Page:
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Watching water move down a river can lull us into thinking it’s as free as it is free-flowing. But this resource, which we share with our communities, isn’t free. In recent years, Domtar has taken a closer look at the costs of using water in making pulp and paper. And thanks to a variety of process improvements, we are seeing greater water efficiency and lower costs.

We are intentional about our water efficiency, and we return nearly 90 percent of it to its source. In some cases, the water we return is cleaner and clearer than itwas originally.

“While Domtar’s mills operate in areas with ample water supplies – and in most locations, we pay little to no fees to withdraw water – we don’t want to fall into the trap of taking this resource for granted,” said Brian Kozlowski, senior manager for sustainability performance optimization. “We understand water is a shared resource that we borrow from nature.”

The cost to Domtar to pump, filter, demineralize, treat, heat, reuse and clean the water before returning it to the environment is anything but free. Water costs are complex, comprising long-term, short-term, fixed and variable costs. And they matter, both to the bottom line and to the communities where we operate.

Our 13 pulp and paper mills are located in watersheds with unique geographies and climates, from the southeastern United States to Canada. The land that surrounds our facilities may be forested, agricultural or urban, with a range of upstream and downstream water users, from manufacturers and farmers to cities and residential areas.

All of these factors affect the quantity, quality and availability of water. Our mills must be prepared to treat water in changing conditions, including:

Varying water temperatures and flows from season to season

Weather-related events, such as flooding, storm surges and drought

Turbidity resulting from runoff from the landscape

Algal blooms from upstream activities that enrich surface water with nutrients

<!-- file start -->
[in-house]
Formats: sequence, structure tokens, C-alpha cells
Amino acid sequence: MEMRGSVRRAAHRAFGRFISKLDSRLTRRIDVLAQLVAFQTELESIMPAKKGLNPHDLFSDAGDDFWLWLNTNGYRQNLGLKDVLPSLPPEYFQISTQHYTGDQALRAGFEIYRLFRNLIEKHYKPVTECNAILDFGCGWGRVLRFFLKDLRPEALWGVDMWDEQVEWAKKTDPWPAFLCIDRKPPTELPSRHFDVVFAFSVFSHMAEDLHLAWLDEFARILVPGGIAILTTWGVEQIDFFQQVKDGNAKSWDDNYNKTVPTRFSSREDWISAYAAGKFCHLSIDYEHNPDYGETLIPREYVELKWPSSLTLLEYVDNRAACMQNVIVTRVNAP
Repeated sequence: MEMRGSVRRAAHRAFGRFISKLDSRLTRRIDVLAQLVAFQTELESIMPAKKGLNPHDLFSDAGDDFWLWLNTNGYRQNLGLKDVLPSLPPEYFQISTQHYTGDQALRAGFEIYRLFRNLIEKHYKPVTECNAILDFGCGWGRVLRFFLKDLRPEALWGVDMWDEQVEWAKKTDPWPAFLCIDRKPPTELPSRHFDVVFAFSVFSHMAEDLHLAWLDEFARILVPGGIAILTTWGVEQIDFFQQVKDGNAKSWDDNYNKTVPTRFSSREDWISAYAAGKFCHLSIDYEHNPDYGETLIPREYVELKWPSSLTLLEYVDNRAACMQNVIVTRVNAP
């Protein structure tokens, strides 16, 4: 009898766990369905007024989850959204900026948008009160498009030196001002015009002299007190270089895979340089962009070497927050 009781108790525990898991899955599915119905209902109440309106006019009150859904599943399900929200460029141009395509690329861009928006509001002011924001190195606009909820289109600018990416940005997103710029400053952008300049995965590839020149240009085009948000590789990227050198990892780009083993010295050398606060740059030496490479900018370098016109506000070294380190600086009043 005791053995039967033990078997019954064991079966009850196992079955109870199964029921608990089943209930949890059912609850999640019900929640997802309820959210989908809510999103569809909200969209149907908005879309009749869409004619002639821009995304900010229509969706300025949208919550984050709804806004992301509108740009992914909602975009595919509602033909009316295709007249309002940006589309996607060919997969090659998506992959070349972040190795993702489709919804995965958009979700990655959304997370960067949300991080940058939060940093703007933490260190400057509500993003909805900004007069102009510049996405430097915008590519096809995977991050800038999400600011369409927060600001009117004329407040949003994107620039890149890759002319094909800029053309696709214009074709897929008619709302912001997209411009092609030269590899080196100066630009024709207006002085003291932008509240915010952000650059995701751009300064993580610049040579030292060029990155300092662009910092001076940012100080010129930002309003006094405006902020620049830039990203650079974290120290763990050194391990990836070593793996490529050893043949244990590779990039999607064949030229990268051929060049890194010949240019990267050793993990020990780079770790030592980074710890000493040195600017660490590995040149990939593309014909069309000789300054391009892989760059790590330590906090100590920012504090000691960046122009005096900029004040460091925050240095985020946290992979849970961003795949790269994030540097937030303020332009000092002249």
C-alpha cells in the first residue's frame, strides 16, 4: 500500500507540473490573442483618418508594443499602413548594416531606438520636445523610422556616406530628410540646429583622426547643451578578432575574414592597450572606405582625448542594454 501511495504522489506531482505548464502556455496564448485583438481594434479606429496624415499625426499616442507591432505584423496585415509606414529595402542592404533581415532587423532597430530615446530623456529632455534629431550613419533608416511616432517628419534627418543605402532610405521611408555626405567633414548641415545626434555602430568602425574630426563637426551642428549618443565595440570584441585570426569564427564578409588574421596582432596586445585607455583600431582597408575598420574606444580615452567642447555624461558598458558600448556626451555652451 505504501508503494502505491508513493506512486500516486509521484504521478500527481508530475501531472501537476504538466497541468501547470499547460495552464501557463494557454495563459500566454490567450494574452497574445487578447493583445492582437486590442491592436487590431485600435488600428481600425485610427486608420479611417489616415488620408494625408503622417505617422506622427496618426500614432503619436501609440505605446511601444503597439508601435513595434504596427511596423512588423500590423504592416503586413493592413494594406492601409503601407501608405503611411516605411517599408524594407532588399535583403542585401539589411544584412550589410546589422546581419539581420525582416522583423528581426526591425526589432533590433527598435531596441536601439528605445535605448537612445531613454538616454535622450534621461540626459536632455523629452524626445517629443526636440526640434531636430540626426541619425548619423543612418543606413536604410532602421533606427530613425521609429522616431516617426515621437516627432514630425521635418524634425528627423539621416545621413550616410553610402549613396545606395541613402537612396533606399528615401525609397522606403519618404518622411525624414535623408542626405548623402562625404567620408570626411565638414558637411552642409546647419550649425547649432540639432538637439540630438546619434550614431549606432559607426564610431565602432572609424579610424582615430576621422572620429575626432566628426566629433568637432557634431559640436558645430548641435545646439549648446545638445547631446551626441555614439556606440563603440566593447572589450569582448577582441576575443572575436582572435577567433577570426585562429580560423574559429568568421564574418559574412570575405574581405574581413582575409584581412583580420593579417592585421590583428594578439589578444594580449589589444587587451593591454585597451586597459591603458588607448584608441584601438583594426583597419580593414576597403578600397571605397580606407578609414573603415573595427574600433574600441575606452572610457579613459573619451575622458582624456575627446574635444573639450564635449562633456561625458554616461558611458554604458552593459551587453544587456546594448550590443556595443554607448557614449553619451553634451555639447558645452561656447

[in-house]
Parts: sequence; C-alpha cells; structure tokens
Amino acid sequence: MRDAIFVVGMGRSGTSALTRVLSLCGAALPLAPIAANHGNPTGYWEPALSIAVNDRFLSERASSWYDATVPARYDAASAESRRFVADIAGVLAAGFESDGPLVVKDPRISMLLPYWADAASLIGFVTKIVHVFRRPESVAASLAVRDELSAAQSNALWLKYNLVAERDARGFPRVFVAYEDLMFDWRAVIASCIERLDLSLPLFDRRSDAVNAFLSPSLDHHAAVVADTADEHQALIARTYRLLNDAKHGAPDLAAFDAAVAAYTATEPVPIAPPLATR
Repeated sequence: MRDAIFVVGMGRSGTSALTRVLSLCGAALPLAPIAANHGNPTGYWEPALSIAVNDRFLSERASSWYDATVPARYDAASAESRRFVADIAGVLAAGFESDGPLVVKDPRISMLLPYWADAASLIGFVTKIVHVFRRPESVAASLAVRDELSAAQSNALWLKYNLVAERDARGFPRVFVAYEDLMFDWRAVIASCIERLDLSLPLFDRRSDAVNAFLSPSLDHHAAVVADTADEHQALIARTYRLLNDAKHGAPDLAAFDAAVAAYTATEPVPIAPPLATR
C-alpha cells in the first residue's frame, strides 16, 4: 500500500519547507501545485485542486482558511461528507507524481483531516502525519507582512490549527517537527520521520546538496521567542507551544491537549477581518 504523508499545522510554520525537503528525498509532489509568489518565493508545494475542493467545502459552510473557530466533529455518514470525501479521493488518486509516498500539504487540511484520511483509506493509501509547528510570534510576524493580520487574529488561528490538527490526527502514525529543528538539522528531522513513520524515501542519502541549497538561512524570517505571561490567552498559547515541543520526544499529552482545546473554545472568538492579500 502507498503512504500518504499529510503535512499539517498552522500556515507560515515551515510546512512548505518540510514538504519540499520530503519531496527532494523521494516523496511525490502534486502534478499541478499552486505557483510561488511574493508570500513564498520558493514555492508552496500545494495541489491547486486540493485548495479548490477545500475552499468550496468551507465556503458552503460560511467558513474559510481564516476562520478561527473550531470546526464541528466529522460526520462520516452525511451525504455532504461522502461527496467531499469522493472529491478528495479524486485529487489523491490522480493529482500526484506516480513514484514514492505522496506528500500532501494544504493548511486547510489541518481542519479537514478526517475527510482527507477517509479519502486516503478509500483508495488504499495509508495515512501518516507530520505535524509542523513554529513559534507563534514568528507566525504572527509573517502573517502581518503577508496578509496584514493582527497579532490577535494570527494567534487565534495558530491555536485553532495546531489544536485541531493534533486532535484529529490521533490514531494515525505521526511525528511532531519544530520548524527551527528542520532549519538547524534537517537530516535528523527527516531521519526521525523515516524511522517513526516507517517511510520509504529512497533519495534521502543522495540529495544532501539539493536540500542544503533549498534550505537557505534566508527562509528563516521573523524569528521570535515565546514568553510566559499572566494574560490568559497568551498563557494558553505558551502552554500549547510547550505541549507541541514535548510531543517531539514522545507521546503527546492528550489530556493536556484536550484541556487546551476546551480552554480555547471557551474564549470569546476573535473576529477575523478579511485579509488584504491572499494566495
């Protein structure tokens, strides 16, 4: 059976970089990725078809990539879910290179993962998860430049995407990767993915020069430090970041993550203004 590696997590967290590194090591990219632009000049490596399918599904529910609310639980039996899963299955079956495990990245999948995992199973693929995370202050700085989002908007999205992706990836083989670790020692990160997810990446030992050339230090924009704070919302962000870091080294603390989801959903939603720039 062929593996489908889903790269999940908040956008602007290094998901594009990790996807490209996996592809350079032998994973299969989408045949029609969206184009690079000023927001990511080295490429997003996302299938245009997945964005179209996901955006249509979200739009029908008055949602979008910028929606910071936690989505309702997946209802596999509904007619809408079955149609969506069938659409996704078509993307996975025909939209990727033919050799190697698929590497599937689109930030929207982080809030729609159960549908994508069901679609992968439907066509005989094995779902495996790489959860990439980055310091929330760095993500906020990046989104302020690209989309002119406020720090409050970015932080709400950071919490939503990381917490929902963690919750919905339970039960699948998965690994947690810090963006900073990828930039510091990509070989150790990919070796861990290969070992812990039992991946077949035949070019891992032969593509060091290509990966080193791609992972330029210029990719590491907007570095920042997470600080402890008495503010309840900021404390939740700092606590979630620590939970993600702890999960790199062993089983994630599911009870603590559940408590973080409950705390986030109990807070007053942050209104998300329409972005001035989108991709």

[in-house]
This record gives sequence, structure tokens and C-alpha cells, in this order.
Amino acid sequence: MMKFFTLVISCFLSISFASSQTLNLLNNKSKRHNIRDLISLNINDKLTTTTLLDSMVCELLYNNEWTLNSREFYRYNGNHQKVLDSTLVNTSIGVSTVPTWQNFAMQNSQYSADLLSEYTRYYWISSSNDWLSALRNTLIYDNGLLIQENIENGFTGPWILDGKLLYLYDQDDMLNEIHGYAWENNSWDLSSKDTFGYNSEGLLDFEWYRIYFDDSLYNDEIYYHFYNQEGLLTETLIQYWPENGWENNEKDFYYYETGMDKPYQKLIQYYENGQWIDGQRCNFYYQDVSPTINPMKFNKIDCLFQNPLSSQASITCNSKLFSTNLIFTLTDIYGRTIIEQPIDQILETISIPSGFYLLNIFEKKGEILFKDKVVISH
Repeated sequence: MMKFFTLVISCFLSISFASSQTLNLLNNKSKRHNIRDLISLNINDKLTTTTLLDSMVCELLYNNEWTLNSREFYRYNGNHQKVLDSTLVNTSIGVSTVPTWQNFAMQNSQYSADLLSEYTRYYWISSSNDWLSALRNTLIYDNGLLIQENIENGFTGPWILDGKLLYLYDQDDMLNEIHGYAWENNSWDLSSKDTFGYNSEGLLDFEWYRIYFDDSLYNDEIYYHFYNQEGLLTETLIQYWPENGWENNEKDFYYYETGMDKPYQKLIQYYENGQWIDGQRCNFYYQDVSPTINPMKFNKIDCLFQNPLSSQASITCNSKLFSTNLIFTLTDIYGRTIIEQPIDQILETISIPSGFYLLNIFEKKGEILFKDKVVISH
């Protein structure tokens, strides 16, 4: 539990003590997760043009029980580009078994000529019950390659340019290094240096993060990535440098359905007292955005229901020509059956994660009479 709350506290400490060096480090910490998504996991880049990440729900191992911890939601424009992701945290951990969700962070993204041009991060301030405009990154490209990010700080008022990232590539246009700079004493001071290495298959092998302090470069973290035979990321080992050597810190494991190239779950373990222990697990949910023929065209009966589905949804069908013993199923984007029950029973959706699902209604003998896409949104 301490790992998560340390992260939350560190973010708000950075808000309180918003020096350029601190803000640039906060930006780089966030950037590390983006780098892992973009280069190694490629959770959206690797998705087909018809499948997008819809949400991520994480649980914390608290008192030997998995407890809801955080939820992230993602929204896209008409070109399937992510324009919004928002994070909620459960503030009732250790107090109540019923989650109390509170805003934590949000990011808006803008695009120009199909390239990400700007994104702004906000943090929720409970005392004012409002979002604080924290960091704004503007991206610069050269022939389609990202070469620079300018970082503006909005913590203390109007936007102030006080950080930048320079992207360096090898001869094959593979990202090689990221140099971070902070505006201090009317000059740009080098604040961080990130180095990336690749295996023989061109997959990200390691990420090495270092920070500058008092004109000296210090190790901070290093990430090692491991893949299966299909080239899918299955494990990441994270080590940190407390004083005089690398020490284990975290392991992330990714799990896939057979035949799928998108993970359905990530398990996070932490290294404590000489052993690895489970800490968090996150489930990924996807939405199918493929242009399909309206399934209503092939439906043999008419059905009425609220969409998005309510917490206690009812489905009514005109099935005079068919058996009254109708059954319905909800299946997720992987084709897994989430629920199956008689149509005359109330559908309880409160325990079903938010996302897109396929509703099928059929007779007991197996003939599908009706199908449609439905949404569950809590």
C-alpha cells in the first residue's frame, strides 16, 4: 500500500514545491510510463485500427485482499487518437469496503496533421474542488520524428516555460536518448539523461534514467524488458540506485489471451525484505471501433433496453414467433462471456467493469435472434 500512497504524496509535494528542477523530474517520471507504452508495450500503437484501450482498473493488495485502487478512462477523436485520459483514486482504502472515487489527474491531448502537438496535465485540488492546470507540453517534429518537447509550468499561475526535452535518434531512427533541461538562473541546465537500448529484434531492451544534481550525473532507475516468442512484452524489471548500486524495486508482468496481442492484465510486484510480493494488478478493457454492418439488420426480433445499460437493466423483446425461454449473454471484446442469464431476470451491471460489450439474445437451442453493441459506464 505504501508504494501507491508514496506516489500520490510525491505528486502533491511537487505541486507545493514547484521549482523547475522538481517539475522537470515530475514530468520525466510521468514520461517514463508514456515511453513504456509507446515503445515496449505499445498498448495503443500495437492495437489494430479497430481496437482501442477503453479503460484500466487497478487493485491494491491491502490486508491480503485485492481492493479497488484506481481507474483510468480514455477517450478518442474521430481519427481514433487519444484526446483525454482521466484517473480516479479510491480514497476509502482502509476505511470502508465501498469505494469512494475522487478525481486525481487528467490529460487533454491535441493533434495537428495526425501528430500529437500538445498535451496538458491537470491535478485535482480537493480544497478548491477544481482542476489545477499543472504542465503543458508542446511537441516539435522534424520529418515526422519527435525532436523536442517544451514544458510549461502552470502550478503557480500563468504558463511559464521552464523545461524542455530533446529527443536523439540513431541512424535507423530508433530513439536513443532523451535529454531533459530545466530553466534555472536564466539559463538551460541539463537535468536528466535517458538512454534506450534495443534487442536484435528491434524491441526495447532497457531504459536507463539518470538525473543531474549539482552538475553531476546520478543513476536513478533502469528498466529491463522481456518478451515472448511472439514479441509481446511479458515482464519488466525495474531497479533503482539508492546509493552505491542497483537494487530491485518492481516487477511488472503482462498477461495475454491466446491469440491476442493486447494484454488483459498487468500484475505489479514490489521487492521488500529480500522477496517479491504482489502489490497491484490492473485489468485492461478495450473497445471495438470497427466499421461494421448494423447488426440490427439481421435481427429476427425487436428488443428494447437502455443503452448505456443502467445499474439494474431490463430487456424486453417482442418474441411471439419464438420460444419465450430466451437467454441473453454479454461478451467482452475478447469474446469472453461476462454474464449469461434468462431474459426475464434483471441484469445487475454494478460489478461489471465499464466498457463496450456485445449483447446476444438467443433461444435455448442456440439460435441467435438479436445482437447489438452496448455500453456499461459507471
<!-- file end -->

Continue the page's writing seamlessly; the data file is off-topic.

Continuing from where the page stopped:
“Developing our full-cost-of-water model has been a broad effort supported by colleagues in sustainability, energy and finance, in close partnership with our local manufacturing leaders,” said Kozlowski. Domtar completed its model to quantify the full cost of water use for our pulp and paper mills and began adopting it in our mill system in 2018.


Evaluating water efficiency and costs requires several years of data. For example, some water costs, such as obtaining a wastewater discharge permit, occur once every few years, rather than annually. Water licenses and permits, as well as water testing and labor associated with water access, use and treatment, are generally fixed costs that don’t change with water use.

Other costs are variable or semi-variable, areas in which water conservation efforts can offer opportunities for savings. Energy and chemical use are two of the most significant variable costs and are directly linked to the amount of water used.

Understanding the full cost of water is also becoming an increasingly important tool for our mills when planning – and justifying – capital investments. As an example, the Plymouth Mill’s cooling tower heat/exchanger project was the first application of Domtar's cost-of-water model, which ultimately influenced the nature and components of the project.

As we improve our water efficiency, we can lower our costs in several areas. And as we expand the use of our cost-of-water model, our understanding of water costs help us make more sustainable investment decisions.

We are intentional about our water efficiency, and we return nearly 90 percent of it to its source. In many cases, the water we return is cleaner and clearer than it was originally.